​Dead fishes: Delta Coastal communities demands adequate compensation

By Ndu Samuel, Asaba 

Some coastal communities in Burutu Local government of Delta State that were recently affected by river pollution that led to the death of fishes and other aquatic organisms have called on the government to prevail on the oil companies responsible to take steps in addressing the  challenges posed by the  pollution.

The call was made through a press statement issued on Monday by an  opinion leader and head of committee,  High Chief  Augustine O, Seibi (JP) on behalf of the affected communities, a copy of which was obtained by The Liberator Newspaper.

Seibi said  that “the Federal Government, the multinational oil companies and other relevant agencies of the marine culture can NOT be unaware of the trending issue of  a devastating environmental pollution that (has) occurred a few months ago in rivers Forcados, Ramos and others terminating at the Atlantic ocean.”

The Opinion leader noted that it has become expedient to mount pressure on the three tiers of government to come to the aid  of the people as  the plight of the affected communities gets worse by the day.

According to him, the communities have sufficient reasons to say that  the oil companies are responsible for the river pollution, saying “It is indeed their explorative activities like in most oil spill cases that could contaminate the waters of the environment occasioning the wanton death of fishes and other aquatic organisms which are further driven by the tidal flow to be deposited at the shores of communities and other uninhabited environments. 

He listed the communities affected both directly and indirectly to include Sokoh Fishing communities, Ekeremor communities, Omiegbene, Majorgbene Sietoru, Fish town, Aghoro 1& 2.

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These communities he said are “situated at the shorelines of the major rivers, tributaries, estuaries, distributaries and rivulets which are open to daily tidal flow of the sea.”

He further lamented that the “ugly situation of acute hunger, sickness, death and several forms of frustration is further accentuated  by the presence of the deadly corona virus (COVID-19) pandemic  which enforced lockdown and its associate negative characteristic conditions.”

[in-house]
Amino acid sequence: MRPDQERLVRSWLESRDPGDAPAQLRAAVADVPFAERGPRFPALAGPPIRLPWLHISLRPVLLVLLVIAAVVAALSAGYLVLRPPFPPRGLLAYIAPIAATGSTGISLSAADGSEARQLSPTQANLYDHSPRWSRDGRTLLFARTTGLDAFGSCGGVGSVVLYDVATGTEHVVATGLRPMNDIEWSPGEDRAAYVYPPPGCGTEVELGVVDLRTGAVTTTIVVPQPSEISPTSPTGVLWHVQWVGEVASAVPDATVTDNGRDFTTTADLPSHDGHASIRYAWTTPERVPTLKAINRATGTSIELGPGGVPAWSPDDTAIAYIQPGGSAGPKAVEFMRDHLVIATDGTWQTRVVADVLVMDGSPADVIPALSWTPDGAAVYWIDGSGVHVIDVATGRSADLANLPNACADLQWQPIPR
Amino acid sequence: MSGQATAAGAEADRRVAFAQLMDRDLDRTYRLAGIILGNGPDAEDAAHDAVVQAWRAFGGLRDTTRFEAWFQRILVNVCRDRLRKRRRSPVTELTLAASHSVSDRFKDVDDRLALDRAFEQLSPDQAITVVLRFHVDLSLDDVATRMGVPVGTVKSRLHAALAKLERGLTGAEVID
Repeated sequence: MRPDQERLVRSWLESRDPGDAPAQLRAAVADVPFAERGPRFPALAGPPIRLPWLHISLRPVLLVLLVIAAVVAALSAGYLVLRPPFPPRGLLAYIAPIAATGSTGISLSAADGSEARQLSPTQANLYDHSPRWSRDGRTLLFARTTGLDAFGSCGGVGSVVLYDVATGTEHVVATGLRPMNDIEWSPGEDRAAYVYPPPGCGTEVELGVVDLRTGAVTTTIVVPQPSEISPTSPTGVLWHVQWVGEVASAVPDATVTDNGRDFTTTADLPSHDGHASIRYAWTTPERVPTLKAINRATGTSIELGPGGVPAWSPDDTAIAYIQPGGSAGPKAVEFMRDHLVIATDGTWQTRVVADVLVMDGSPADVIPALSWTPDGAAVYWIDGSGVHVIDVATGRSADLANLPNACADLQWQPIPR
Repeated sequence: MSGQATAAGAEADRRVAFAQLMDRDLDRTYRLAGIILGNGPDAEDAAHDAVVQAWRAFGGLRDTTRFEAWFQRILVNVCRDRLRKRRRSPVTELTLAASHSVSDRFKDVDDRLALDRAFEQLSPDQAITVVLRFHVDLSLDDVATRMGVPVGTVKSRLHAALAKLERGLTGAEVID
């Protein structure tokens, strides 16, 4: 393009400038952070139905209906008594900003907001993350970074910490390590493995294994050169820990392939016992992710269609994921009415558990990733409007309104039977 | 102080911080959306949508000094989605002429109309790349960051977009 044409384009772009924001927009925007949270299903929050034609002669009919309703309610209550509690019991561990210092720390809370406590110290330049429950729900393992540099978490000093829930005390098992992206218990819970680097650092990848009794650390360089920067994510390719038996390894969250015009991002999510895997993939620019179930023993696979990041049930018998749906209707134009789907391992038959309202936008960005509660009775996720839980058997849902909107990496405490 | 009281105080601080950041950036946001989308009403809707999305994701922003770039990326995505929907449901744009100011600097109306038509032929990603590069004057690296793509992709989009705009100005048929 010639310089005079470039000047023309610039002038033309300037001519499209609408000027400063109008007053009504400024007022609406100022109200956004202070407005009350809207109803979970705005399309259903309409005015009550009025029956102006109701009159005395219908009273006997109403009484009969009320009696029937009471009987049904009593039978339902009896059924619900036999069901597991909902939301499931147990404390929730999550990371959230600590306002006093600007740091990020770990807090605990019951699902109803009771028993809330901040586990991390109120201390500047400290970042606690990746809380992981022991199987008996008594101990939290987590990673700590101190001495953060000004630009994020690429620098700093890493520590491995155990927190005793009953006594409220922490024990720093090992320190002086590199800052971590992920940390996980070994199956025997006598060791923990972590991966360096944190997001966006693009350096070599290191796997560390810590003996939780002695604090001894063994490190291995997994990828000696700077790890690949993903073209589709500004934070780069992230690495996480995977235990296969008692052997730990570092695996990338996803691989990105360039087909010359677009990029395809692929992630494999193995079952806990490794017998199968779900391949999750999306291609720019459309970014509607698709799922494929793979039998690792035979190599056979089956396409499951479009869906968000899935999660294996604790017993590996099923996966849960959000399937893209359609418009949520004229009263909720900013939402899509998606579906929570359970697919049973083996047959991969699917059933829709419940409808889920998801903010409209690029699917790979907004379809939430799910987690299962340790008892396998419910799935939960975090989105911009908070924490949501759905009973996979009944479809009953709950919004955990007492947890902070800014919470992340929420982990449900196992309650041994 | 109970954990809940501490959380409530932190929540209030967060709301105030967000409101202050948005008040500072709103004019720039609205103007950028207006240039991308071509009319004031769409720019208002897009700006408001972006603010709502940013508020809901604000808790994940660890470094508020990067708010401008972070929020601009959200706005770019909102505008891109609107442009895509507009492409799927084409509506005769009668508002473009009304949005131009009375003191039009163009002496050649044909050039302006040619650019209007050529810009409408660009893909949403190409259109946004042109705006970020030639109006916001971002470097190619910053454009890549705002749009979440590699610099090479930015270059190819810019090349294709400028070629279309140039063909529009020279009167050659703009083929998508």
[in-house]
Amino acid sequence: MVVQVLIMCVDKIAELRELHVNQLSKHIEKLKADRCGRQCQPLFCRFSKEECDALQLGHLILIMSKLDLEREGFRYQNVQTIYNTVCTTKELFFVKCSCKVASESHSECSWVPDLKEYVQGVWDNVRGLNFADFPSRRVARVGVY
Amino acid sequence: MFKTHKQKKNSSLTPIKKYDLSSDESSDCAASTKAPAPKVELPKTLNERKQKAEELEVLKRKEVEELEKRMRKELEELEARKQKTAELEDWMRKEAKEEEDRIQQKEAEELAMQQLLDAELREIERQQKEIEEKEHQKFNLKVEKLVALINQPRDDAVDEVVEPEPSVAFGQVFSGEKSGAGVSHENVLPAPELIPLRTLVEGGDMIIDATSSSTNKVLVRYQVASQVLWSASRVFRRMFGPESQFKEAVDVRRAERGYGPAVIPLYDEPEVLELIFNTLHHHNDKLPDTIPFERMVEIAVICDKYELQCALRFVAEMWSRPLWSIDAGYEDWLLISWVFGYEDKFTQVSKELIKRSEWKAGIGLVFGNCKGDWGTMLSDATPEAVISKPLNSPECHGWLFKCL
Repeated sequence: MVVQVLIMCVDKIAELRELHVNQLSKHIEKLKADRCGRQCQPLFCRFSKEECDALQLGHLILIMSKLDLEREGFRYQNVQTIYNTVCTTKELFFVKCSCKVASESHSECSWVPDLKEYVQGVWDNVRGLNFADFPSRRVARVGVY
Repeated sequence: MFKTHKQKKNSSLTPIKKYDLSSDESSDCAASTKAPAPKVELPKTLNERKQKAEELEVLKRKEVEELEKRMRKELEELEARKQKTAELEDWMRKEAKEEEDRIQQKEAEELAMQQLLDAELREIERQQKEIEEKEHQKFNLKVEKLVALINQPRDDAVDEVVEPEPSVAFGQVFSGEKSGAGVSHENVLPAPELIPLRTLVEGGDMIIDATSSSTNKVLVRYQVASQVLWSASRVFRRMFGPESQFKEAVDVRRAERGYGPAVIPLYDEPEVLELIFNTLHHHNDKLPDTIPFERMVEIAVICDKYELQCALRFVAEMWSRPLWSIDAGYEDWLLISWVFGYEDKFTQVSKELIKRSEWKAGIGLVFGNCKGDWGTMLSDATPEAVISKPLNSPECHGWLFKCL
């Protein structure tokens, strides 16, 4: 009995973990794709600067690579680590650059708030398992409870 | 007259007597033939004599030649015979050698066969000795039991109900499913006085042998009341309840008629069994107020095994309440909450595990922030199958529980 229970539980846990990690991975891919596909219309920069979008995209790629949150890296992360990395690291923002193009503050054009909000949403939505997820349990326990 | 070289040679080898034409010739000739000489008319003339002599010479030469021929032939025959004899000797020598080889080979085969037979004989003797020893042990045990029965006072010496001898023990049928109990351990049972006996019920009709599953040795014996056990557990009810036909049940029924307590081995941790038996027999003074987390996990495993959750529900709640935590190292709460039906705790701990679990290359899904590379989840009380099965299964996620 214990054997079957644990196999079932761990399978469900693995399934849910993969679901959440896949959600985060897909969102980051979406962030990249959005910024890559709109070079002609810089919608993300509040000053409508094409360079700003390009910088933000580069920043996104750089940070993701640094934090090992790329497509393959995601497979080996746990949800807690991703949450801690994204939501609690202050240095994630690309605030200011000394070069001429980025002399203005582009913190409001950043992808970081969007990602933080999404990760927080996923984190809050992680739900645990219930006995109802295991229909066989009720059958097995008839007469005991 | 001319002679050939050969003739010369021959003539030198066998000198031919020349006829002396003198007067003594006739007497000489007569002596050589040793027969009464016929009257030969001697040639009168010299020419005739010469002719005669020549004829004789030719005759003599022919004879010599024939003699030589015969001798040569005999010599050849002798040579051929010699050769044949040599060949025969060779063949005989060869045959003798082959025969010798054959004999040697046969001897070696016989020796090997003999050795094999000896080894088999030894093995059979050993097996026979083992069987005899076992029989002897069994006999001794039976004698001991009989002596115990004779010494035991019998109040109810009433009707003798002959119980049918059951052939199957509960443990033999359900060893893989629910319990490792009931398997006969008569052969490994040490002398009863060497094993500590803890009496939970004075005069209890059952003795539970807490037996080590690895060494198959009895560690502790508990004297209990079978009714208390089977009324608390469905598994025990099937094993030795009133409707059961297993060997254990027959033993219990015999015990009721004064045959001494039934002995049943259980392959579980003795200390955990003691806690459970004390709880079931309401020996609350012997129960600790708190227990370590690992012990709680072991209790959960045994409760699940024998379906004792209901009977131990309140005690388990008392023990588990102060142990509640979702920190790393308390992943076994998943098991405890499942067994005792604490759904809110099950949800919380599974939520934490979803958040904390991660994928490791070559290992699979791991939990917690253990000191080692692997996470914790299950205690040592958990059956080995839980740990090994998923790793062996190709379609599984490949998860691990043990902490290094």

The committee chair enumerated fishing, farming, hunting , transportation and education as some of the occupation and vocation of the communities which he said have been negatively affected by the action of the oil companies.

He therefore  proposed some interventionist measures which  must be  pursued by both the goveenment and the oil companies  in other to emeliorate the suffering of the people to include “adequate number of relief materials and palliatives” which he said  must  be provided to “cushion our anxiety, fear and pains as well as the provision of some fishing gadgets and fertilizers to enhance proper and serious farming work.”

He also said that “Government (Local, State, Federal) and the various oil companies responsible should pay adequate compensation to all impacted communities.”

He noted that “Water, light and shelter are very essential in human life, pollution is a total destruction to human life therefore, we need drilling of boreholes to provide us drinkable water and giant generating plants eg: 500KVA each in all affected communities as enumerated above” He said

“It may surprise you to learn that a number of deaths occurred in several communities as a result of this pollution. Sokoh for example lost three people; Johnson Pabebe (M) Adoere Epreyofie(F) and Pa Ogbuma Ingologolo(M). Ekremo Federated communities also lost people namely: Ekenrenwei Igenisuode and his wife Yeikonne. All  died of cholera, therefore the need for a cottage hospital cannot be overemphasized.”

“We request that let employment be given to our youths roaming the streets either into the oil companies and/ or other agencies to stem the problem of joblessness. ” He added

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